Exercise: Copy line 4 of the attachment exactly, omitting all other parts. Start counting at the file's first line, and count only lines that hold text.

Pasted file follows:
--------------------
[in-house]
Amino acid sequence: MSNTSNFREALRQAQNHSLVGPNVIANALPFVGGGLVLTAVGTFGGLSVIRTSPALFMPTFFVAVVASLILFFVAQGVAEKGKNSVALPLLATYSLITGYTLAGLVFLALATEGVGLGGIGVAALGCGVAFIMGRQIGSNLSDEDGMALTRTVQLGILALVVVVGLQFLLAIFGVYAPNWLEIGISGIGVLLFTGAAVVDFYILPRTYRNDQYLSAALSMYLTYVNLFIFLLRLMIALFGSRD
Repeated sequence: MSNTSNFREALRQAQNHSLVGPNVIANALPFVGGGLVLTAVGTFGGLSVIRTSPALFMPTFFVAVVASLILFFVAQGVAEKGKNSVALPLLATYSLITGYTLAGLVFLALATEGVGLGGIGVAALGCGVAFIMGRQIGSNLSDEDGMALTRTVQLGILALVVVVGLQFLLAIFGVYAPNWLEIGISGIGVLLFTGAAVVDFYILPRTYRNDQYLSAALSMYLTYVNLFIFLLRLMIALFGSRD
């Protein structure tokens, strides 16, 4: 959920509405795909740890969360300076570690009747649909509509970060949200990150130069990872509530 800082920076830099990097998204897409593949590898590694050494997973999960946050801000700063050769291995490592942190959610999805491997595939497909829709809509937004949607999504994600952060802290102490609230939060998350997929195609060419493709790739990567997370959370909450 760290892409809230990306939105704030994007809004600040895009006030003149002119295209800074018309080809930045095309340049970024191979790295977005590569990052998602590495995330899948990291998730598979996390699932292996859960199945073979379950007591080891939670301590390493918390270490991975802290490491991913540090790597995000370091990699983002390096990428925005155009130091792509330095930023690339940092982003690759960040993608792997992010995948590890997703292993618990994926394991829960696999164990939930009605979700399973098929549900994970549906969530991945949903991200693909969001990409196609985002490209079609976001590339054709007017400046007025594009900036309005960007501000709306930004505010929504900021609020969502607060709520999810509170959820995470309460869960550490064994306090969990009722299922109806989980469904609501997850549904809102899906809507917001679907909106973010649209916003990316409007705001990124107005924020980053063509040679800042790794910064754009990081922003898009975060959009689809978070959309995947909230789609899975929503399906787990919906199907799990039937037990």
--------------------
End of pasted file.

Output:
């Protein structure tokens, strides 16, 4: 959920509405795909740890969360300076570690009747649909509509970060949200990150130069990872509530 800082920076830099990097998204897409593949590898590694050494997973999960946050801000700063050769291995490592942190959610999805491997595939497909829709809509937004949607999504994600952060802290102490609230939060998350997929195609060419493709790739990567997370959370909450 760290892409809230990306939105704030994007809004600040895009006030003149002119295209800074018309080809930045095309340049970024191979790295977005590569990052998602590495995330899948990291998730598979996390699932292996859960199945073979379950007591080891939670301590390493918390270490991975802290490491991913540090790597995000370091990699983002390096990428925005155009130091792509330095930023690339940092982003690759960040993608792997992010995948590890997703292993618990994926394991829960696999164990939930009605979700399973098929549900994970549906969530991945949903991200693909969001990409196609985002490209079609976001590339054709007017400046007025594009900036309005960007501000709306930004505010929504900021609020969502607060709520999810509170959820995470309460869960550490064994306090969990009722299922109806989980469904609501997850549904809102899906809507917001679907909106973010649209916003990316409007705001990124107005924020980053063509040679800042790794910064754009990081922003898009975060959009689809978070959309995947909230789609899975929503399906787990919906199907799990039937037990």